Read further: Where Did the Term ‘User Experience’ Come From
What is UX?
I have been asked this question more times than I could answer. So here is a short story to explain what is User Experience Design. Many have done this as true masters inventors, for example Don Norman and Jakob Nielsen, (read here) and masters innovators such as Alan Cooper and Steve Krug. So many other people I am embarrassed not to list here – and many more to come!
How old is UX?
I think to design is to learn to make things work vs. being busy and important. A good example for this ‘organic/ ecological’ approach to design thinking is RSI’s Slow Prototyping project. And it makes me happy and smile.
“Most people make the mistake of thinking design is what it looks like. People think it’s this veneer — that the designers are handed this box and told, ‘Make it look good!’ That’s not what we think design is. It’s not just what it looks like and feels like. Design is how it works.” — Steve Jobs
Below are some examples of the emerging Design Thinking models and discussions.
An example how I approached the idea of ‘user engagement’ for an online Insurer client. In this diagram I have emphasised the possible ‘Delightful moments’ (in green, red, blue) in the experience of the user. The simple design rationale approach behind this stems from understanding some particular ‘Pain points’ a user may feel before, during and/or after making a decision. Upon careful analysis (or best assumption) and consideration of the user goals at this and at another ‘Touch point’ along her User Journey, these ‘moments of Delightful Experience‘ might feel like this (in green, red, blue circles) .
Many entry points to UX design practices
Below is a kind of ‘classical’ visual aid to understand the multiple disciplines involved in User Experience Design (short: UX) as a whole. The diagram was originated by designer Dan Saffer. It is not quite complete nor very recent (2008-?). The design field and technology have been evolving and expanding everyday since the wheel was invented. Nevertheless, the diagram displays some of the foundations of the UX design field, all stemming from more than 10 years ago, many from decades or centuries. Some historical vantage point is necessary to better understand the present and future state of design.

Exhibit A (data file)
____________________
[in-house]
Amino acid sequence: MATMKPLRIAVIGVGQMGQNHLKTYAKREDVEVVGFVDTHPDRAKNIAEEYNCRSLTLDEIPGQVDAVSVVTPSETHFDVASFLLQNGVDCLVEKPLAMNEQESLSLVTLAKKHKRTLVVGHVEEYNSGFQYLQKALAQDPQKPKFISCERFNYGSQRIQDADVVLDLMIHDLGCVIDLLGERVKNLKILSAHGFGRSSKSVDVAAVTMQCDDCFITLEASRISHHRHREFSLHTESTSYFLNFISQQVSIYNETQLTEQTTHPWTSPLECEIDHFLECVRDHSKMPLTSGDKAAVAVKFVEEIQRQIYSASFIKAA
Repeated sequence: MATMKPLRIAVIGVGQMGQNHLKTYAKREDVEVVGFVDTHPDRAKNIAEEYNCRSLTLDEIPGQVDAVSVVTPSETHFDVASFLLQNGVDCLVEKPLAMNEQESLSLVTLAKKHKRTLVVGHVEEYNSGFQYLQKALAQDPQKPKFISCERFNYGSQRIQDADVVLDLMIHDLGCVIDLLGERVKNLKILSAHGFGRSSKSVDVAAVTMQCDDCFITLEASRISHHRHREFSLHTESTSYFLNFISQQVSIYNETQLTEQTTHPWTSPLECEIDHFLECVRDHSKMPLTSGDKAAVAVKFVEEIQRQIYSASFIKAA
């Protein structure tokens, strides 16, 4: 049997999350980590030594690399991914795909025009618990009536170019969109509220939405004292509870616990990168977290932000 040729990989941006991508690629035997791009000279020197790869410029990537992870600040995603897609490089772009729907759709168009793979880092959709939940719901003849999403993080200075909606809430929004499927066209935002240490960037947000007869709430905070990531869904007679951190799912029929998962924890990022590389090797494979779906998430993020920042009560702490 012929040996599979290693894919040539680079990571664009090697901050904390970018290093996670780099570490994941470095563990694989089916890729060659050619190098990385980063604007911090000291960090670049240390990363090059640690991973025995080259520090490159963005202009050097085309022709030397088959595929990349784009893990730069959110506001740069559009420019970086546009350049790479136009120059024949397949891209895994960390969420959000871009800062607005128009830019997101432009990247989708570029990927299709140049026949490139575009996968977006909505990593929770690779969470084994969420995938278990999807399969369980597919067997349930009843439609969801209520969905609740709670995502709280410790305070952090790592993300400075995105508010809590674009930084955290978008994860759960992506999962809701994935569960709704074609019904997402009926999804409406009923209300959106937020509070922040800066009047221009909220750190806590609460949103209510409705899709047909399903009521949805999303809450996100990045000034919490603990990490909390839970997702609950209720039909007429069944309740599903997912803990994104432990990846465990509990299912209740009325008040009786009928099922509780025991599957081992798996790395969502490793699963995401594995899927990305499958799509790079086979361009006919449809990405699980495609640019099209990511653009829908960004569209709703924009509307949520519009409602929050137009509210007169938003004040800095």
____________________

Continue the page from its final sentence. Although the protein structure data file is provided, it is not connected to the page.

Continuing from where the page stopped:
Of course no one is expected to be a Unicorn at all times, a champion of all trades (I am not). Humans are not technology (yes, I-am-human-not-a-robot). The good old 1999 adage from Bill Gates ‘Everyone, Anytime, Anywhere’ The next step for technology is universal access.’ , is The chant of its time. Not so long ago (with none or limited internet) not everyone, at anytime, had access to information anywhere. This company mission has not changed our nature. It merely stated our growing need of ubiquitous computing devices to access Information. We remain very much in charge (and responsible) of the technology we invent and produce – although the signs are sometimes quite deceptive as to WHO has control over the information or WHOM is it serving most: people or machines?
Some designers do quite an impressive amount of design tasks (as a Generalist) as other prefer to focus on certain disciplines (as a Specialist). I’ve started practicing in the field of User Experience quite naturally from a typical ‘visual designer’ specialist entry point. But in my field, I was largely a generalist – and still am.
The dotted circle ‘Communication Design’ in the diagram below shows this metaphorical evolution in thinking. Communication design was formerly known as a combination of graphic design and visual arts (Navigation Systems, Data & Info Visualisation, Generative Design). It has been rapidly overtaken by ‘Interaction Design’ (yellow circle). Largely due to the gigantic progress leaps in Technology that resulted in universal Automation and overall Computerisation of Information.
The social as in Social Media is a completely automated process that we as individuals control very little of. The more we know (thus able to control), the less we know (thus unable to control). Who ever said that?
To name one important human talent (among many), humour, is it any better when shared on Social Media?
Machine Learning and Human Bias
Google’s recent visual explanation of Human Bias in Machine Learning Technology (Aug. 2017) demonstrates all to well that Technology does not create Technology. Humans do.
‘As researchers and engineers, our goal is to make machine learning technology work for everyone.’
Future and past of UX design is Product design
Currently, the consumer market’s interest is shifting (again, reinventing the wheel) from UX design to Product design. Companies that hire designers are less interested solely in professionals who have worked on ad campaigns or built websites, and instead are seeking candidates with broader experience in product development and user-centered design.
One question remains central here: How to create a better Robot (or automated semi-intelligent system) that fits, support and anticipate its owner’s satisfaction, the user’s learning. Let the user tell us.
Other disciplines I’ve practiced on the way or have experience with in my ever on-going learning process:
- Interaction design (prototyping)
- Motion design (3D animation)
- Audiovisual design (video editing)
- Game design (serious games)
- Visual arts (art, photography)
- Philosophy and Psychology
- Documentary filmmaking
- Teaching and Writing